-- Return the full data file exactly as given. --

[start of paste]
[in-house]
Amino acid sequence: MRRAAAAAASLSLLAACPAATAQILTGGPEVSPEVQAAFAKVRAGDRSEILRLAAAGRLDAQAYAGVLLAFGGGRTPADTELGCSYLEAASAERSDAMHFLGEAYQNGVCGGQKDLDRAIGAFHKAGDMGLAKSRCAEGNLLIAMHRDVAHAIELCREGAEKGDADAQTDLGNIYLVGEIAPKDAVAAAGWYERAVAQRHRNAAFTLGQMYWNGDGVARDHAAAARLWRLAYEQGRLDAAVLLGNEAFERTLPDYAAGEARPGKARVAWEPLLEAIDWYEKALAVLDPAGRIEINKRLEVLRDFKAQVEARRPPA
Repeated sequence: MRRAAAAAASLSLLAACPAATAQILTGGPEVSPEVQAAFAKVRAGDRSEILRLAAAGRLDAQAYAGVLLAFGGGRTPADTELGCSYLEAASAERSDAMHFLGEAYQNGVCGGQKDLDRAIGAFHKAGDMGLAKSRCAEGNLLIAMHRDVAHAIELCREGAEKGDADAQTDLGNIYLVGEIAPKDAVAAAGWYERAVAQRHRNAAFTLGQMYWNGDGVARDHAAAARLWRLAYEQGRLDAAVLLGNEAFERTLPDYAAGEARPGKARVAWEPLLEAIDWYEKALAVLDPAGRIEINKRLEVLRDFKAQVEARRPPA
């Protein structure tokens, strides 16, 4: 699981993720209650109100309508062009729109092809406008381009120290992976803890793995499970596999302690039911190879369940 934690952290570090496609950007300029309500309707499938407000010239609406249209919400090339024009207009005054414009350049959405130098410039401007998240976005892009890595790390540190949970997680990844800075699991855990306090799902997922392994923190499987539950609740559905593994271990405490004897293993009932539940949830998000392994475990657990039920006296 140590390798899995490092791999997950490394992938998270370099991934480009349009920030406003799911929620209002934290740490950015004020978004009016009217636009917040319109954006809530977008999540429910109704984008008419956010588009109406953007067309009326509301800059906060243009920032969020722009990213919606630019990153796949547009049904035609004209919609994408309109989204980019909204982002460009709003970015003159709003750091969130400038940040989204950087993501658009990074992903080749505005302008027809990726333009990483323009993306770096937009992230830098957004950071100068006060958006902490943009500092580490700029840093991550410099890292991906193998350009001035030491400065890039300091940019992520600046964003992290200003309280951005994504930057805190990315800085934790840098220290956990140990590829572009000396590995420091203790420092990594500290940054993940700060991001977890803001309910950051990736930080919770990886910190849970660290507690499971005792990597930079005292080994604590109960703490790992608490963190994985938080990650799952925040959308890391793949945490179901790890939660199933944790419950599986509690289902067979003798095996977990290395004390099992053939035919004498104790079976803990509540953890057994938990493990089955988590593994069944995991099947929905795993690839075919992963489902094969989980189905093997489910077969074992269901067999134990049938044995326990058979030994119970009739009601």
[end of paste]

[in-house]
Amino acid sequence: MRRAAAAAASLSLLAACPAATAQILTGGPEVSPEVQAAFAKVRAGDRSEILRLAAAGRLDAQAYAGVLLAFGGGRTPADTELGCSYLEAASAERSDAMHFLGEAYQNGVCGGQKDLDRAIGAFHKAGDMGLAKSRCAEGNLLIAMHRDVAHAIELCREGAEKGDADAQTDLGNIYLVGEIAPKDAVAAAGWYERAVAQRHRNAAFTLGQMYWNGDGVARDHAAAARLWRLAYEQGRLDAAVLLGNEAFERTLPDYAAGEARPGKARVAWEPLLEAIDWYEKALAVLDPAGRIEINKRLEVLRDFKAQVEARRPPA
Repeated sequence: MRRAAAAAASLSLLAACPAATAQILTGGPEVSPEVQAAFAKVRAGDRSEILRLAAAGRLDAQAYAGVLLAFGGGRTPADTELGCSYLEAASAERSDAMHFLGEAYQNGVCGGQKDLDRAIGAFHKAGDMGLAKSRCAEGNLLIAMHRDVAHAIELCREGAEKGDADAQTDLGNIYLVGEIAPKDAVAAAGWYERAVAQRHRNAAFTLGQMYWNGDGVARDHAAAARLWRLAYEQGRLDAAVLLGNEAFERTLPDYAAGEARPGKARVAWEPLLEAIDWYEKALAVLDPAGRIEINKRLEVLRDFKAQVEARRPPA
């Protein structure tokens, strides 16, 4: 699981993720209650109100309508062009729109092809406008381009120290992976803890793995499970596999302690039911190879369940 934690952290570090496609950007300029309500309707499938407000010239609406249209919400090339024009207009005054414009350049959405130098410039401007998240976005892009890595790390540190949970997680990844800075699991855990306090799902997922392994923190499987539950609740559905593994271990405490004897293993009932539940949830998000392994475990657990039920006296 140590390798899995490092791999997950490394992938998270370099991934480009349009920030406003799911929620209002934290740490950015004020978004009016009217636009917040319109954006809530977008999540429910109704984008008419956010588009109406953007067309009326509301800059906060243009920032969020722009990213919606630019990153796949547009049904035609004209919609994408309109989204980019909204982002460009709003970015003159709003750091969130400038940040989204950087993501658009990074992903080749505005302008027809990726333009990483323009993306770096937009992230830098957004950071100068006060958006902490943009500092580490700029840093991550410099890292991906193998350009001035030491400065890039300091940019992520600046964003992290200003309280951005994504930057805190990315800085934790840098220290956990140990590829572009000396590995420091203790420092990594500290940054993940700060991001977890803001309910950051990736930080919770990886910190849970660290507690499971005792990597930079005292080994604590109960703490790992608490963190994985938080990650799952925040959308890391793949945490179901790890939660199933944790419950599986509690289902067979003798095996977990290395004390099992053939035919004498104790079976803990509540953890057994938990493990089955988590593994069944995991099947929905795993690839075919992963489902094969989980189905093997489910077969074992269901067999134990049938044995326990058979030994119970009739009601």